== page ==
Thus, Facebook receives data even about those people who either do not have an account on the social network, or do not install the corresponding applications on the smartphone. The Captain enters the room again and stares blankly: what do you think, all ad networks work as well. Developers do not just include Facebook code in their programs, but for profit. The digital economy of the end of the second decade of the twenty-first century is powered by personal data. Nothing personal, just business.

    What to do with it depends on your personal attitude to the problem. You can do nothing: except in extreme cases (such as described in the Motherboard article), data collection does not mean that somewhere in conditional Google or Facebook there is a daddy with your personal business, name and surname. The effectiveness of using this data is still quite low - this can be understood by the quality of the advertising shown to you. The quality of services, too, depends on the data collected, and in many cases we are not opposed to network services becoming better. I would just like to have a choice of which data to transmit, and the ability to allow or prohibit companies from collecting and storing information. But this choice is not always.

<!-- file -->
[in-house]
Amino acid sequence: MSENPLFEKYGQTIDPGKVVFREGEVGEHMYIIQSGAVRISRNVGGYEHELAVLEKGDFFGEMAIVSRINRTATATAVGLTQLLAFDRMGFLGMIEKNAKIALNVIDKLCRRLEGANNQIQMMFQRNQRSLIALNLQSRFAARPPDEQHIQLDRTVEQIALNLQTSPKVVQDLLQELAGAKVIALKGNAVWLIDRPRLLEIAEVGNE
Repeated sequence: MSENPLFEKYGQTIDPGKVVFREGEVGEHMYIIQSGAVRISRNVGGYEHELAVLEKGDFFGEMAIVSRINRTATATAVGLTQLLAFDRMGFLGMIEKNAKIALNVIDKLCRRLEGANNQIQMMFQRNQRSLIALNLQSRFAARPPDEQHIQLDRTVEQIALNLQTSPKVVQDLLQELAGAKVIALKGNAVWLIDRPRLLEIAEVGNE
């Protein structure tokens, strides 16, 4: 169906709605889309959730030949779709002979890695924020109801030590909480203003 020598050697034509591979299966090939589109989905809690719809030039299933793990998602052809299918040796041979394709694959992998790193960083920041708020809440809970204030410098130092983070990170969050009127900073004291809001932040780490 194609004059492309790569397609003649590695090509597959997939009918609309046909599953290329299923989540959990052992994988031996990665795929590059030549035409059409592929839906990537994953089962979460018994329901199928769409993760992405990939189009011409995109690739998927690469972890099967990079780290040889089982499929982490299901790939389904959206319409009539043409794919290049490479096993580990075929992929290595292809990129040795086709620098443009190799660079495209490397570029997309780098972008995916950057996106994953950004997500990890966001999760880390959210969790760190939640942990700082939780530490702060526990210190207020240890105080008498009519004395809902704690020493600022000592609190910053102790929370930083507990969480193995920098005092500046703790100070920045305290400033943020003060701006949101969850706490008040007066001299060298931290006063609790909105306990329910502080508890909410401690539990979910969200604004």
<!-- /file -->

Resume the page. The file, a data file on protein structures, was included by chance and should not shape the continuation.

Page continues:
If you are paranoid, it will not be easy. Interesting examples of ensuring privacy in an era of total digital transparency are provided in the community / r / privacy on Reddit. In particular, the use of iPhone with strict data transfer settings, with a mandatory VPN, with a limited set of applications (for each, carefully read the terms of use and privacy statement). This is an easy way, there is more complicated: Android-smartphone with alternative firmware LineageOS, withoutGoogle services, installing applications manually. Until recently, privacy was associated mainly with anonymity: the type you need to do some dark things on the Internet. Now the attitude is changing, and privacy becomes “the demand of a normal person.” And this is good: if there is demand, it means there will be supply.

    Disclaimer: The opinions expressed in this digest may not always coincide with the official position of Kaspersky Lab. Dear editors generally recommend to treat any opinions with healthy skepticism.